Deployed in the Atlantic[edit]

Kempthorne first deployed with the group on 21 April, helping to escort the westbound convoy ONS-233 in appalling weather. They were then detached from the convoy on 26 April to join the aircraft carrier HMS Vindex and the ships of the 9th Escort Group deploying to defend convoys under threat of attack from German U-boats. They made contact with Vindex and the group on 2 May. They refuelled from Vindex, whilst the ships of the 9th Group returned to Canada to refuel. Kempthorne, Goodson and Keats were then deployed as a close escort for Vindex.[2] They remained with Vindex for several days and on 6 May U-765 was detected by HMS Bickerton. Fairey Swordfish of 825 Naval Air Squadron were scrambled from Vindex whilst Bligh, Bickerton and Aylmer carried out depth charge attacks. These attacks brought U-765 to the surface where she was engaged by surface gunfire from the attacking ships. A Swordfish then dropped two depth charges which sank U-765. Further refuelling of the escorts was carried out on 9 May and the ships returned to the Clyde with Vindex on 14 May.[2]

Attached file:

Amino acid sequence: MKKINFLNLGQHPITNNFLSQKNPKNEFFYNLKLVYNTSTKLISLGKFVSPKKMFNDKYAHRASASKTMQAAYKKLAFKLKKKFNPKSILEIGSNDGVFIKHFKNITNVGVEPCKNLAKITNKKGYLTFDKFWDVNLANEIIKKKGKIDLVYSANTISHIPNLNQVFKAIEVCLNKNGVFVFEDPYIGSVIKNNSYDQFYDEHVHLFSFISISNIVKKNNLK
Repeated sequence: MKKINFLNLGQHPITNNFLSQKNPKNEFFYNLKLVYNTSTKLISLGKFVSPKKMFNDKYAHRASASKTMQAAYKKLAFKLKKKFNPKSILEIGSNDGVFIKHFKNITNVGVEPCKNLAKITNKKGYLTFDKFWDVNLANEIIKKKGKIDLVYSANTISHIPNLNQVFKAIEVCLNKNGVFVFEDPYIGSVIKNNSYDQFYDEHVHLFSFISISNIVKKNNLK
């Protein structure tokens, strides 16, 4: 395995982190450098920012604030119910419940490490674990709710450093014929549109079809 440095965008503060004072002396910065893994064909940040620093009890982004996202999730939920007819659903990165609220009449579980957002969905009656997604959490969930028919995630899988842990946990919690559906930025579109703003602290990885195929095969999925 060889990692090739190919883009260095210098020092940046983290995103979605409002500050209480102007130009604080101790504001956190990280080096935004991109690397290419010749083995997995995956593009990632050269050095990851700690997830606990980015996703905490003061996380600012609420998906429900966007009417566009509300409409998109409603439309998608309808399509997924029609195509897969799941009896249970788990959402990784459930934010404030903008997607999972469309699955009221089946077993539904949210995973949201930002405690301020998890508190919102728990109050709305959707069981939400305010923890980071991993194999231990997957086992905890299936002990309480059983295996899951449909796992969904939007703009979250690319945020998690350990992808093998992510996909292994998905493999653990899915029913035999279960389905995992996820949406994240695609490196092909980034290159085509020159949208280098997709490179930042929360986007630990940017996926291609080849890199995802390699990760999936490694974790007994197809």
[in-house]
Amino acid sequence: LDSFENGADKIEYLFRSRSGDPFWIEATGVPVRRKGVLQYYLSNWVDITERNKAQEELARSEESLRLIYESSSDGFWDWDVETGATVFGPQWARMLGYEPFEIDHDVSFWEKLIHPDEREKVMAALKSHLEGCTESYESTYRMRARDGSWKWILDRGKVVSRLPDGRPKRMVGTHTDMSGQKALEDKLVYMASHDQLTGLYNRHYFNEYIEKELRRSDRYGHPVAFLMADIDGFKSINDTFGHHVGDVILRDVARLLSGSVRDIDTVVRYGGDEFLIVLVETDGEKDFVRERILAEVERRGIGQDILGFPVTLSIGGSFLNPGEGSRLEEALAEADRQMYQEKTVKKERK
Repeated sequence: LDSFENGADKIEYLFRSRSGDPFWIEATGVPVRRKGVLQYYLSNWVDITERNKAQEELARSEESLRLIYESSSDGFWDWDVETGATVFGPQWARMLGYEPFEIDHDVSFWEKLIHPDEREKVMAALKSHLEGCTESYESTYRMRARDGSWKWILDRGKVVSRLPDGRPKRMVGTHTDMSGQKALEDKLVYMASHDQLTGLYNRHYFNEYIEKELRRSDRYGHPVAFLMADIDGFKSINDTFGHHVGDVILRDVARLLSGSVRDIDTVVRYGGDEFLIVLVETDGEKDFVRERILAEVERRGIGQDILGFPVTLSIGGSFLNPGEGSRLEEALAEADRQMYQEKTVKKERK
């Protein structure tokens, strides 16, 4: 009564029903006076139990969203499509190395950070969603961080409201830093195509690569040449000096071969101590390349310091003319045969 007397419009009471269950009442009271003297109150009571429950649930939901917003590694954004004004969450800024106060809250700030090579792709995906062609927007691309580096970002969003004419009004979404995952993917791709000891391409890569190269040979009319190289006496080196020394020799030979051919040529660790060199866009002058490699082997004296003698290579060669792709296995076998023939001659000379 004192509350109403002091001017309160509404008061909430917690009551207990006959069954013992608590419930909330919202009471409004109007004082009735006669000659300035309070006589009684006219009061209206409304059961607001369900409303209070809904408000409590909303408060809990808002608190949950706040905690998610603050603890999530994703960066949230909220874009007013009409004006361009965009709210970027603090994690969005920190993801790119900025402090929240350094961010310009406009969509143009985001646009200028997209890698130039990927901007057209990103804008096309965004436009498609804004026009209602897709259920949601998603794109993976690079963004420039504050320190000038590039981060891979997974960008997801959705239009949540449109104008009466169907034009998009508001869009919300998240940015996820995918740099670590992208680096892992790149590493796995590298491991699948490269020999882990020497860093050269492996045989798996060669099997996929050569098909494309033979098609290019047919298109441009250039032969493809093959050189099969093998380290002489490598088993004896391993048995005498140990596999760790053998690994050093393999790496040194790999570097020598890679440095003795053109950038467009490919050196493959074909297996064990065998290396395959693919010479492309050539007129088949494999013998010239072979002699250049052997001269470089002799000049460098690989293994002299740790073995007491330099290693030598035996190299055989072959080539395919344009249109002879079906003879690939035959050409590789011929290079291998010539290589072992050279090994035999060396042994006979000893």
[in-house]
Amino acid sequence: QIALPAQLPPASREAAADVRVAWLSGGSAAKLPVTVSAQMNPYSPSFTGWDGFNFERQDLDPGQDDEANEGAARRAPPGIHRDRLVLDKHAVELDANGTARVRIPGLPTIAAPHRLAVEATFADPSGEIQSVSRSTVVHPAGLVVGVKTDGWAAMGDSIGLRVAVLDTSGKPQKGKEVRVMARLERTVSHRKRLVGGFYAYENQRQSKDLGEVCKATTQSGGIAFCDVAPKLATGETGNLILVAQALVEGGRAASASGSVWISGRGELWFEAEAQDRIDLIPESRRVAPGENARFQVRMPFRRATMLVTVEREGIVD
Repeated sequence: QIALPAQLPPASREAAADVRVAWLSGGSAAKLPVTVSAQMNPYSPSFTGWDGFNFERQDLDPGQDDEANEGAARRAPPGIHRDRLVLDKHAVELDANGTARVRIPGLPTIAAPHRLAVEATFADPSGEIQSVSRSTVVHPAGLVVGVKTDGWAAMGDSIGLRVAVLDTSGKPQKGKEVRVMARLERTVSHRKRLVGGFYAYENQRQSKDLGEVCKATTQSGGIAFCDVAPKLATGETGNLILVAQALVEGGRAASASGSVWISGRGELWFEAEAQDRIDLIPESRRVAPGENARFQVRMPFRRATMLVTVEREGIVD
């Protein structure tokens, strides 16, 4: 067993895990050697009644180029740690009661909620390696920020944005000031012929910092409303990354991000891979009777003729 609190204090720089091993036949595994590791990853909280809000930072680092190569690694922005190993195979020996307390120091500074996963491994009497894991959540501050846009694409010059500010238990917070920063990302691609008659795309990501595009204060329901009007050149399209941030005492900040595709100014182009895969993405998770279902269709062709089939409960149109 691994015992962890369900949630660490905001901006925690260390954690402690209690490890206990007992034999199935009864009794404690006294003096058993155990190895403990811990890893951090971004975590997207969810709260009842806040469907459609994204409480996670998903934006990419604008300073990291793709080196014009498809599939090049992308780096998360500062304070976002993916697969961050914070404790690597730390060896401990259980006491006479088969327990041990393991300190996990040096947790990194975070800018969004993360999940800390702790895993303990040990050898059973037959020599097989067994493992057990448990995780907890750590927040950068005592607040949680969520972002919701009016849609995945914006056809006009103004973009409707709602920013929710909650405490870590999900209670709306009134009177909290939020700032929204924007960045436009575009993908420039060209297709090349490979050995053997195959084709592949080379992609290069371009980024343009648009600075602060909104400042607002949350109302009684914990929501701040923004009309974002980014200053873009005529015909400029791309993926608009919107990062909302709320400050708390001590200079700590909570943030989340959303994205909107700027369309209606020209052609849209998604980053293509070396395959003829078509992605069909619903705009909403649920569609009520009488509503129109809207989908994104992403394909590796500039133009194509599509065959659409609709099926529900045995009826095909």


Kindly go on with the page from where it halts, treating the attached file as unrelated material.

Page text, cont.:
South Western Approaches[edit]

They then sailed to Belfast, where the group was nominated to support Operation Neptune, the Normandy Landings. The group was then deployed at Moelfre Bay in the Clyde area by 28 May. In early June the group moved to the South Western Approaches to intercept U-boats which might be attempting to enter the English Channel to interfere with the landings. During this time the group remained under the command of CinC Home Fleet and was not attached to the Naval Commander Expeditionary Force.[2] Whilst Kempthorne was patrolling off The Lizard with the River class frigate HMS Mourne on 15 June, they came under attack from U-767, which torpedoed and sank Mourne.[2] Kempthorne survived and on 26 June was present at the sinking of U-269 by HMS Bickerton. Bickerton was then dispatched to Plymouth with the survivors of U-269, with HMS Goodson became the Senior Officer’s ship. Later that day the group was attacked by U-984 and Goodson was seriously damaged by a torpedo hit. She was towed into port by HMS Bligh, but was found to be beyond economical repair.[2]

Attempted attack on the Tirpitz[edit]